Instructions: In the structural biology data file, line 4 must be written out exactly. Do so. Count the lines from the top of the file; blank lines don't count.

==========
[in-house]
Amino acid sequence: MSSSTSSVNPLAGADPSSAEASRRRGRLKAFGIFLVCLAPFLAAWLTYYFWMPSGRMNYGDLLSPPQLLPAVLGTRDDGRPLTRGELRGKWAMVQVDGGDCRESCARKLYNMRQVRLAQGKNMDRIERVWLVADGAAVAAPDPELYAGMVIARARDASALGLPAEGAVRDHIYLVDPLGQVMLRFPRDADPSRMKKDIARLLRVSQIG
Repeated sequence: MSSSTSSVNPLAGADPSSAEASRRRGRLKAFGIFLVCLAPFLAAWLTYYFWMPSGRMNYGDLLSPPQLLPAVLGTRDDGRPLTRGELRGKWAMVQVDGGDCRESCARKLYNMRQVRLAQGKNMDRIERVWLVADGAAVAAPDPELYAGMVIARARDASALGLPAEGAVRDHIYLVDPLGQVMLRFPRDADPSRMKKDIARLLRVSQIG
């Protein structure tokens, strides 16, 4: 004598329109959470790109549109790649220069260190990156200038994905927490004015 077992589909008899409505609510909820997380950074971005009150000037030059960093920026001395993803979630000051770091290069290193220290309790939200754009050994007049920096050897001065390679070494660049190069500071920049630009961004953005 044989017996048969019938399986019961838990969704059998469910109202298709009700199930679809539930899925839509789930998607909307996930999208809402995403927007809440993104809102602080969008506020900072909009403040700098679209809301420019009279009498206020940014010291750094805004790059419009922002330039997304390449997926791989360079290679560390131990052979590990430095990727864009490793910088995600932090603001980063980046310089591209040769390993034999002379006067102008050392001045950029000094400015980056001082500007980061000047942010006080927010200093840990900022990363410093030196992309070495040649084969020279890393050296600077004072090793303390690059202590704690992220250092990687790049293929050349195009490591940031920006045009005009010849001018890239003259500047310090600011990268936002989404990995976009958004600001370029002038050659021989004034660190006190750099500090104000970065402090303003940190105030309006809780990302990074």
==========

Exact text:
């Protein structure tokens, strides 16, 4: 004598329109959470790109549109790649220069260190990156200038994905927490004015 077992589909008899409505609510909820997380950074971005009150000037030059960093920026001395993803979630000051770091290069290193220290309790939200754009050994007049920096050897001065390679070494660049190069500071920049630009961004953005 044989017996048969019938399986019961838990969704059998469910109202298709009700199930679809539930899925839509789930998607909307996930999208809402995403927007809440993104809102602080969008506020900072909009403040700098679209809301420019009279009498206020940014010291750094805004790059419009922002330039997304390449997926791989360079290679560390131990052979590990430095990727864009490793910088995600932090603001980063980046310089591209040769390993034999002379006067102008050392001045950029000094400015980056001082500007980061000047942010006080927010200093840990900022990363410093030196992309070495040649084969020279890393050296600077004072090793303390690059202590704690992220250092990687790049293929050349195009490591940031920006045009005009010849001018890239003259500047310090600011990268936002989404990995976009958004600001370029002038050659021989004034660190006190750099500090104000970065402090303003940190105030309006809780990302990074």